Disband Israel's Chief Rabbinate, Save Judaism's Good Name

Despite the outcry both in Israel and the U.S., it is entirely possible that an outspoken Arab-hater will be elected as an official religious representative of the State of Israel.

Rabbi Eric H. Yoffie
Eric H. Yoffie
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Rabbi Eric H. Yoffie
Eric H. Yoffie

Whenever I think that the elections for the Chief Rabbinate cannot get more absurd, I am proven wrong: Apparently, when control of Israel’s massive religious bureaucracy is at stake, no candidate is too outrageous, no statement is too outlandish, and no political deal is too shady for Israel’s religious parties. All that matters is winning – whatever the cost to Torah, tradition, and Judaism’s good name.

The latest development is that two leading candidates for Sephardi chief rabbi both hold ugly, racist, anti-Arab views. (More on this below.)

On some level, as an opponent of the Chief Rabbinate, I see this election campaign as a gift from heaven. The religious parties are doing far more to discredit the Chief Rabbinate than its critics could ever do.

The chief rabbis – one Ashkenazi and one Sephardi – are elected for 10-year terms by an “electing body” of 150 people, roughly half of whom are rabbis and half of whom are local and national political figures. The religious parties try to make deals with each other and with the other political parties to assure the election of their candidates. This is important to them because the chief rabbis are senior religious functionaries in a system that involves a great deal of patronage and that includes town rabbis, kashrut officials, military rabbis, etc.; no other industrialized democracy has a religious bureaucracy even approaching the size of Israel’s.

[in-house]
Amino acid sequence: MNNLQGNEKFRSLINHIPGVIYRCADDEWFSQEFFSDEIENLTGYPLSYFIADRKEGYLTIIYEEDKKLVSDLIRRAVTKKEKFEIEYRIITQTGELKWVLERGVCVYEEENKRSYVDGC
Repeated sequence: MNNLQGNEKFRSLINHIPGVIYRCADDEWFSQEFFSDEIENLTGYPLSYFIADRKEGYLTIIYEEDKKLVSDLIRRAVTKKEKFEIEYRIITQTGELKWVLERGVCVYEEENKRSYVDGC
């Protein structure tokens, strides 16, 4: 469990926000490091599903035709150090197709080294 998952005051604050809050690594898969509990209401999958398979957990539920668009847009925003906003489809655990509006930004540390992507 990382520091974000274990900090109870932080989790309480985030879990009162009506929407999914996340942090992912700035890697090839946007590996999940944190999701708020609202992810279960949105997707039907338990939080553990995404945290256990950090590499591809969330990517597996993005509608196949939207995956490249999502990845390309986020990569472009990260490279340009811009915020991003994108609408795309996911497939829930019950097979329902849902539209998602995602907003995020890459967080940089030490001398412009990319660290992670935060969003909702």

Most Jews, in Israel and the Diaspora, pay no attention to the election of Israel's chief rabbis – non-observant Jews because they don’t care and observant Jews because they see the chief rabbis as political hacks. But interest is higher this year.

In America, the Anglo-Jewish press has been filled with stories about the election. And in Israel, the election’s fierce political wheeling and dealing has drawn more attention than usual. My friends in Israel offer a variety of explanations. First, Yair Lapid’s Yesh Atid party, non-religious but the second largest in Israel, has been actively involved in the election. Second, corruption in the Chief Rabbinate has received much coverage. (Ashkenazi Chief Rabbi Yona Metzger is known to the public mostly for his arrest record.) And third, an election process that in the past has produced mostly undistinguished candidates this year has produced some deeply problematic ones.